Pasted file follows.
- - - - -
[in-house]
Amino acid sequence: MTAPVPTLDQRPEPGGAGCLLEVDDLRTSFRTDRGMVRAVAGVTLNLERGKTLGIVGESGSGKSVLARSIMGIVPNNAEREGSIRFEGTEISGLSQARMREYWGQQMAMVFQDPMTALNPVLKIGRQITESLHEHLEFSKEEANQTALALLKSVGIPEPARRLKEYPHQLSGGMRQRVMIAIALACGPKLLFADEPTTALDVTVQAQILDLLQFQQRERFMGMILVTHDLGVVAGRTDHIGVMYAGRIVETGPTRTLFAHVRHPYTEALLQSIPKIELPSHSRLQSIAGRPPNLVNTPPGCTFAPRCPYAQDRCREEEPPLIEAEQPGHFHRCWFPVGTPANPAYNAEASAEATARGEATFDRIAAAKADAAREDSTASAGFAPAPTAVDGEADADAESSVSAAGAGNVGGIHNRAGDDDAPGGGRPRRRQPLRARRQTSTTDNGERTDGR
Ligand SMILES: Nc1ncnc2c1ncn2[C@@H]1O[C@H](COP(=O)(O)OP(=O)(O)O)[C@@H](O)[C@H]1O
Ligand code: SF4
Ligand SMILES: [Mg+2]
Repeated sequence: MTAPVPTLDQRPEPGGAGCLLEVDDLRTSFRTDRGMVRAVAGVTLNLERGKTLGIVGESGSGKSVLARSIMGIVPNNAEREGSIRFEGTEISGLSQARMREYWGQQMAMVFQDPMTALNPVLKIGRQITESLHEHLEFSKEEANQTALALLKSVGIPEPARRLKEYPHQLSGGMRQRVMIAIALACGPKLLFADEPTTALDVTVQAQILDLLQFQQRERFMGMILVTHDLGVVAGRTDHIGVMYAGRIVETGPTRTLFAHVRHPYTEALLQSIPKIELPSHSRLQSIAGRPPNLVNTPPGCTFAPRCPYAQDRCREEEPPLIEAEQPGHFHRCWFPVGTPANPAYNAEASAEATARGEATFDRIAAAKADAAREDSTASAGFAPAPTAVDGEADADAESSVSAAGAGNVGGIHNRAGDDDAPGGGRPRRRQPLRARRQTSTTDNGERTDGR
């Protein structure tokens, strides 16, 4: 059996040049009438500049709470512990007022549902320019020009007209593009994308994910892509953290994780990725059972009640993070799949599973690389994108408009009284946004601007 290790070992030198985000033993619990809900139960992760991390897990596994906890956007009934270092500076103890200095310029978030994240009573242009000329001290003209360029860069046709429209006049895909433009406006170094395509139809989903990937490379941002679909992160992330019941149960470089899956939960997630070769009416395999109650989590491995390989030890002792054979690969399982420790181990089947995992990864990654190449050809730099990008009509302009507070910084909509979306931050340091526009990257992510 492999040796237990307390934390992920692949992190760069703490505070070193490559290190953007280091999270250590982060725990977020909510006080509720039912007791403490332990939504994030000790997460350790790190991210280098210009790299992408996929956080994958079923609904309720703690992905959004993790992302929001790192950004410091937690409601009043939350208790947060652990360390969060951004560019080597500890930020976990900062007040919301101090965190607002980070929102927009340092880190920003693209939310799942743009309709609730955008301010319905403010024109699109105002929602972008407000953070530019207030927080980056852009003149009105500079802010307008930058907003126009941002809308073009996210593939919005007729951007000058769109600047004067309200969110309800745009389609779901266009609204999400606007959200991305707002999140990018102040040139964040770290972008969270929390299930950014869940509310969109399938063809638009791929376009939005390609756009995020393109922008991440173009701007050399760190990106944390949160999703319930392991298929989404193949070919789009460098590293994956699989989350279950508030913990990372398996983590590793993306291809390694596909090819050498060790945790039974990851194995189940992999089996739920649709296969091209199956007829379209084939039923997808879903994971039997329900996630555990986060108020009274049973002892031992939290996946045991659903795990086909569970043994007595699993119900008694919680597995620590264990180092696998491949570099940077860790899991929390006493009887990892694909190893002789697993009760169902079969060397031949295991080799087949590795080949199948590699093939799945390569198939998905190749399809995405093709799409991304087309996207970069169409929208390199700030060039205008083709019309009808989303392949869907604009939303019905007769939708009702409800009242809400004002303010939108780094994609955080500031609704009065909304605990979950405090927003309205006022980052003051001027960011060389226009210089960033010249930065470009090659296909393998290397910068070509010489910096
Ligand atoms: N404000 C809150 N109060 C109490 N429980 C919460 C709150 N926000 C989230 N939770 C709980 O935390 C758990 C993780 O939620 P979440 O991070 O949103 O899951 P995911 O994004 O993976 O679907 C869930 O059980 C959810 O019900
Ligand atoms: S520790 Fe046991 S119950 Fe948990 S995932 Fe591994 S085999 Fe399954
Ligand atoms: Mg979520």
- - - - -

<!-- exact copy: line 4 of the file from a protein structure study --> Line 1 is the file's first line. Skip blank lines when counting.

Ligand code: SF4